Ag Census: Role Of Women On Wisconsin Farms Is Better Recognized, Growing

Latest Survey Finds More Than Half Of Wisconsin Farms Have Female Operator

sustainable farming
Steven Senne/AP Photo

A change to the latest U.S. Department of Agriculture census better captures the role of women on Wisconsin farms.

The 2017 Census of Agriculture released Thursday counted 38,509 female producers in Wisconsin, making up 35 percent of all producers in the state. That’s a 16 percent increase in the number of female producers in the 2012 census.

Greg Bussler, Wisconsin state statistician for the USDA, said part of the increase comes from changes to the survey after the 2012 census.

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“Some of the feedback that (the National Agricultural Statistics Service) received last time was to reconsider the demographics section to better capture those that are involved with a farming operation,” Bussler said.

The National Agricultural Statistics Service is the branch of the USDA that processes all agriculture statistics.

The 2017 census allowed more producers to be counted per farm and more than one producer to be listed as a principal operator. It also included more questions about demographics and the role of producers in making decisions on day-to-day operations, land use and estate planning for farms.

“We were better able to get at who was involved with the decision-making on the farm, and I just think with the changes that are going on on farms and so on, more women are involved with agriculture,” Bussler said.

Fifty-six percent of Wisconsin’s 64,793 farms counted in the latest survey had a female producer. Women were listed as a principal producer on 35 percent of farms and as the primary producer, or the person who made the most decisions, on 20 percent of the state’s farms.

Lisa Kivirist is coordinator of the In Her Boots program, a women farmer network through the Midwest Organic And Sustainable Education Service. She said women have always been leaders on Wisconsin farms, but have often not been counted as decision-makers.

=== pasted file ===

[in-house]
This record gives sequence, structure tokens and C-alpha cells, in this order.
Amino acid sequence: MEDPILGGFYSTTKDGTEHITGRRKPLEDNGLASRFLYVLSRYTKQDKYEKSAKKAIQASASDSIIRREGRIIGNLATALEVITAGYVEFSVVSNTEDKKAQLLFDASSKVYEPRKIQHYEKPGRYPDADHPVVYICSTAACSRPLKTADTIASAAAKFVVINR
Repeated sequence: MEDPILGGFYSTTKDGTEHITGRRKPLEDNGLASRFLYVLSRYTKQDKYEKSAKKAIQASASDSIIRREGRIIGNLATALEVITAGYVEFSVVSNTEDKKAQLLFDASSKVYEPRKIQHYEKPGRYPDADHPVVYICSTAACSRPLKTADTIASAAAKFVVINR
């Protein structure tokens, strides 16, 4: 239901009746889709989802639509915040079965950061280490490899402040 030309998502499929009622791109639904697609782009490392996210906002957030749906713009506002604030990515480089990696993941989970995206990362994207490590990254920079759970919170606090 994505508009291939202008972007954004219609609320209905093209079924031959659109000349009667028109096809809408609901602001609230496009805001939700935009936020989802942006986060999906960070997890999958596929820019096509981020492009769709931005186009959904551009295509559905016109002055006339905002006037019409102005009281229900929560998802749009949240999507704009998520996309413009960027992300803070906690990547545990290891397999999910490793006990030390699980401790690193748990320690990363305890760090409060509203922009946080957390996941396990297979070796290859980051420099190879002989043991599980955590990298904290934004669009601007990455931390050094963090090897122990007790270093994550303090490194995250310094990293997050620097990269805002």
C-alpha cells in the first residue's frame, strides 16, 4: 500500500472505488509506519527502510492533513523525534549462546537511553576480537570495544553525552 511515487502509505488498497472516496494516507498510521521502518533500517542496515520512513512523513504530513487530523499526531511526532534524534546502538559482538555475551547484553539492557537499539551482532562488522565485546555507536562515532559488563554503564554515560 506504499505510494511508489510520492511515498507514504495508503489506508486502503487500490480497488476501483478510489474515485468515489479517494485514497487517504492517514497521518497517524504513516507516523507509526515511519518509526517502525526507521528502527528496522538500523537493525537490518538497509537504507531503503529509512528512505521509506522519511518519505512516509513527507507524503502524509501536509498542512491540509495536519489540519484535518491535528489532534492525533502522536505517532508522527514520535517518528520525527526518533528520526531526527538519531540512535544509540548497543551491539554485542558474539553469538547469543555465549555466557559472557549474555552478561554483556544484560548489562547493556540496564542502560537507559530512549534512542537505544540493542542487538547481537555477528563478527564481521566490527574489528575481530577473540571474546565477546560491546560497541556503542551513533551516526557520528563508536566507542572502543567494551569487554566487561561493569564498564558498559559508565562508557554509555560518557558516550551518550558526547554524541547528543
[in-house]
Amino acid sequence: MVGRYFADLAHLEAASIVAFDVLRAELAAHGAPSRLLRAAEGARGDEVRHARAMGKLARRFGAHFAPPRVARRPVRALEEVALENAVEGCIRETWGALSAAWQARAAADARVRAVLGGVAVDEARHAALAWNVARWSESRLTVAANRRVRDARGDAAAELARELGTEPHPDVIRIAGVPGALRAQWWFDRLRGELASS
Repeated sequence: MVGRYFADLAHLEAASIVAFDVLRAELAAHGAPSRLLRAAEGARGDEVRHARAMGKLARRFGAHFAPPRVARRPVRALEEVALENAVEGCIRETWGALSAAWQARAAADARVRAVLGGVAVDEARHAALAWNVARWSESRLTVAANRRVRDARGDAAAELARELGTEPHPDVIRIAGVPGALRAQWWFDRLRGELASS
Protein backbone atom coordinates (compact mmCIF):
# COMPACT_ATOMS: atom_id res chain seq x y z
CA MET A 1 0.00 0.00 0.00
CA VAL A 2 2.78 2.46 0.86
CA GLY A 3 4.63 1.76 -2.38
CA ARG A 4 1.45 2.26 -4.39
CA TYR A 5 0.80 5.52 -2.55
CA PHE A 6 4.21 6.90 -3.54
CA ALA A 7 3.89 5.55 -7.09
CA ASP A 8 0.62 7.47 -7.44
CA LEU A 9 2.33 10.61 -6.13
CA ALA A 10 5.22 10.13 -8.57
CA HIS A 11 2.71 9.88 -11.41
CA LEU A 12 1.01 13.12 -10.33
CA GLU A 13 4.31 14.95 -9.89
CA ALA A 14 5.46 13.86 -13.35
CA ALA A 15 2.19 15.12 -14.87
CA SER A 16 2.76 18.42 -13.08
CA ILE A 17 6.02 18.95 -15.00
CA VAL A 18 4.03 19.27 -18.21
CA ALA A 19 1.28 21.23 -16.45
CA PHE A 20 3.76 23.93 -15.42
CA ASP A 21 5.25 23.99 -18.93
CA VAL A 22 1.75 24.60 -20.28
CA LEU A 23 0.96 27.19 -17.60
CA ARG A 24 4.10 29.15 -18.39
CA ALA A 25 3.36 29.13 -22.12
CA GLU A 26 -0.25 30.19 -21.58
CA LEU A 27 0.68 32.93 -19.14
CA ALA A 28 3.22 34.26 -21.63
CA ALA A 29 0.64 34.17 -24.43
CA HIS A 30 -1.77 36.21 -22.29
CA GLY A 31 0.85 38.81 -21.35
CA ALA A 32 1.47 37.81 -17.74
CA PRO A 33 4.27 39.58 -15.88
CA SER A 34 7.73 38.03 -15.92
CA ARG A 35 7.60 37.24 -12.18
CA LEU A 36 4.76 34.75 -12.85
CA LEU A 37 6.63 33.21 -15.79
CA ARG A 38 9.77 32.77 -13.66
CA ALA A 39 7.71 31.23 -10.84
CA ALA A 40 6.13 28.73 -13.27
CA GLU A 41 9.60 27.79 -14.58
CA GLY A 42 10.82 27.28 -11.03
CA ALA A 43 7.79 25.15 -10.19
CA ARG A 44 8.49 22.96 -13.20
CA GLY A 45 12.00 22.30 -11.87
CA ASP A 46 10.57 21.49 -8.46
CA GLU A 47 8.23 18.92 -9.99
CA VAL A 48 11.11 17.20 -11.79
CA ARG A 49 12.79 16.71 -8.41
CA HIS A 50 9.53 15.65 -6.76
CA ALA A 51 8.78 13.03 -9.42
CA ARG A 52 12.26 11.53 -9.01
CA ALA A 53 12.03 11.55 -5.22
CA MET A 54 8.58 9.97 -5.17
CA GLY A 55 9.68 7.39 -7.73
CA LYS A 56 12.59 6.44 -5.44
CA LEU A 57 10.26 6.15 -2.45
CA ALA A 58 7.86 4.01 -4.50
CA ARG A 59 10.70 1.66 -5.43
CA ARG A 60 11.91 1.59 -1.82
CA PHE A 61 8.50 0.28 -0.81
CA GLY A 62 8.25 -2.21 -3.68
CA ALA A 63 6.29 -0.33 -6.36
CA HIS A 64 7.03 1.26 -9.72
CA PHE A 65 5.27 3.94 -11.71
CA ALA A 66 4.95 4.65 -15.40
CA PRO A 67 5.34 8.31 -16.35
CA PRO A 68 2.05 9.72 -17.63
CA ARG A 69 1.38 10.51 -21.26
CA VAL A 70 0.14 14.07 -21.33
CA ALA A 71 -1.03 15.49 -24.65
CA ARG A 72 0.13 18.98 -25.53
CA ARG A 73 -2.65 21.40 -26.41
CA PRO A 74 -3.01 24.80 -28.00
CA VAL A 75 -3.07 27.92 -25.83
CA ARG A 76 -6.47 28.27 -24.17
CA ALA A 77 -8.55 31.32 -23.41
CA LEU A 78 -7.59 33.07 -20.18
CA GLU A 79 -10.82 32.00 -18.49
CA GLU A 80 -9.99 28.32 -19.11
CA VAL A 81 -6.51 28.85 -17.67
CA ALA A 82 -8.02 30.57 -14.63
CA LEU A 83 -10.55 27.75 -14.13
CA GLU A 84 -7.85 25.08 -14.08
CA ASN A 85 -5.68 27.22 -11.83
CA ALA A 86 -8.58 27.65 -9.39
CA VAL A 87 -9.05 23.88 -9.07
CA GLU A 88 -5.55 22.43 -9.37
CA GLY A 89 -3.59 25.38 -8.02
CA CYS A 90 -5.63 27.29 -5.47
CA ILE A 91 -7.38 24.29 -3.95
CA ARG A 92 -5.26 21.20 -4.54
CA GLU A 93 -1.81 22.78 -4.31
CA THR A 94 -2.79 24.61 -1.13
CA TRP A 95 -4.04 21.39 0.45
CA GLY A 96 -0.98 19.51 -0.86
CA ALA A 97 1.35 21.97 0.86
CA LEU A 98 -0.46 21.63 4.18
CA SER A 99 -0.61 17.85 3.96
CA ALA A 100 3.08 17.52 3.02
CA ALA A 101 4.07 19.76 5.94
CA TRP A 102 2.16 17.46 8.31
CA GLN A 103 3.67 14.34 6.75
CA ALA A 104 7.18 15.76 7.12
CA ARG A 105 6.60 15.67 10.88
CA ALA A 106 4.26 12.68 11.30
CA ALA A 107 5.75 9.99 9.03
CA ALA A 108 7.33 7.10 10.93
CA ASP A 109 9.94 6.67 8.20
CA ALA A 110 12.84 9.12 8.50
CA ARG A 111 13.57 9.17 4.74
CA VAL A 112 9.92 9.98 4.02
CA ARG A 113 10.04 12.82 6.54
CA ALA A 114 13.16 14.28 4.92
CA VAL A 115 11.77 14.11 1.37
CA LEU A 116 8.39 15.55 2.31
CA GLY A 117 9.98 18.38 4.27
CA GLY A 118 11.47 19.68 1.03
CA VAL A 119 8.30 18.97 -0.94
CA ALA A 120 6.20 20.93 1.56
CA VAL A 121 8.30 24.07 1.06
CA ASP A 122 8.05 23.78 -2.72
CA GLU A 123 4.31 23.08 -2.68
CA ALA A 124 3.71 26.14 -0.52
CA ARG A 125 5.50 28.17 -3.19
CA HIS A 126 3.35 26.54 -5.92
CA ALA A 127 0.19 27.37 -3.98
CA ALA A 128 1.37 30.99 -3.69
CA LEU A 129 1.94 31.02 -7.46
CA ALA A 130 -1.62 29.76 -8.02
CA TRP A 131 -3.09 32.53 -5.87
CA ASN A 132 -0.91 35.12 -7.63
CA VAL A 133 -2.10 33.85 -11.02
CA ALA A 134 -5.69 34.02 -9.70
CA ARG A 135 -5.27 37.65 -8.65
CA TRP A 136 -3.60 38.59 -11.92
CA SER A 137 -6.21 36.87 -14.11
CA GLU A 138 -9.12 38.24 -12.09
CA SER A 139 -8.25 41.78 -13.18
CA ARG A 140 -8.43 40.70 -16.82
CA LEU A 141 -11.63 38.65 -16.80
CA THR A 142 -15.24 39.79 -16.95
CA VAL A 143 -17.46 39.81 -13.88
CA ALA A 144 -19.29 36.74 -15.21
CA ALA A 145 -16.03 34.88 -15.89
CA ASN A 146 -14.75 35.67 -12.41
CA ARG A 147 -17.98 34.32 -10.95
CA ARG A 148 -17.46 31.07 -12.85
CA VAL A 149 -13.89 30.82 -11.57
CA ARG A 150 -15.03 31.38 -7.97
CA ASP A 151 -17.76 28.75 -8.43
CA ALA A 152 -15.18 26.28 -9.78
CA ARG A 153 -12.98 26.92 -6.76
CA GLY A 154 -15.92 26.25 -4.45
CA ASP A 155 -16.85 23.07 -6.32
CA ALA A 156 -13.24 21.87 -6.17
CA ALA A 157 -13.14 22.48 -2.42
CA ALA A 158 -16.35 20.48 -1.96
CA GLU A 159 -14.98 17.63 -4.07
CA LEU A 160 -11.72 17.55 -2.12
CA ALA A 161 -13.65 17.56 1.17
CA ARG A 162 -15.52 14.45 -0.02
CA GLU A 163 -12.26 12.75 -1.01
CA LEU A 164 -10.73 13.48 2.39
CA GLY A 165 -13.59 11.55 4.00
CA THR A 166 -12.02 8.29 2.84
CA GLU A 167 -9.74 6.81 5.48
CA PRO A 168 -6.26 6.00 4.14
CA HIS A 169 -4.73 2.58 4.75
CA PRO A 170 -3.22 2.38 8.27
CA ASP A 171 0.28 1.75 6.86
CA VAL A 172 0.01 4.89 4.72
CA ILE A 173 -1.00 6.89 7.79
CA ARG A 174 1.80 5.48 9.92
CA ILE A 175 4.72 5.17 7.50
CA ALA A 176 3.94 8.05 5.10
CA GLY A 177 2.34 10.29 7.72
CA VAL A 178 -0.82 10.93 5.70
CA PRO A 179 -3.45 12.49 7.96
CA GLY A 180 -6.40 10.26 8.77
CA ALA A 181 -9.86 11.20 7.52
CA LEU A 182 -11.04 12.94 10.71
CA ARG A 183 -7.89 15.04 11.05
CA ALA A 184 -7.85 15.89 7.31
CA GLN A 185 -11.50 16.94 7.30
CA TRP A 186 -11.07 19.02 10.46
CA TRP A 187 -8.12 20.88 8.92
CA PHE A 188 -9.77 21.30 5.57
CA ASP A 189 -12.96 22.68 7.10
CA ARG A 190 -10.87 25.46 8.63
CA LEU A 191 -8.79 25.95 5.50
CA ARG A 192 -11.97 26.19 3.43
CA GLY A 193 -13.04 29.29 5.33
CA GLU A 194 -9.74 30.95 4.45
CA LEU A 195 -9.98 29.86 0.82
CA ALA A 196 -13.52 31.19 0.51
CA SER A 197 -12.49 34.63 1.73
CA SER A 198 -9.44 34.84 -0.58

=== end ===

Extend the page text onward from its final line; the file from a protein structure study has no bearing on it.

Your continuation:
What is new and extremely important is that we are being recognized from a data perspective, which goes to an economic perspective and a political perspective and policy perspective,” Kivirist said.

Kivirist said it’s important women farmers are counted in the Census of Agriculture because the survey is a major influence on federal lawmakers who allocate funding for farm programs. But she said filling out the survey has been a barrier for some producers.

“It’s often a hard sell if the census doesn’t reflect what you’re growing or it’s not friendly to farmers who are farming a little out of the box as far what we’re doing and how we’re doing it,” Kivirist said.

But she said that diversity in how farmers approach their operations is exactly what the industry needs moving forward.

In the latest census, women made up 39 percent of new and beginning producers in the state, defined as anyone farming 10 years or less.

Bussler said new and beginning farmers made up 22 percent of all of the state’s producers in the 2017 Census of Agriculture.

“What’s also kind of surprising is the average age of those new or beginning producers is 42.5 years,” Bussler said.

According to the census, the average age of all female producers in the state was 55.6 years, slightly younger than the average age of all producers at 56 years.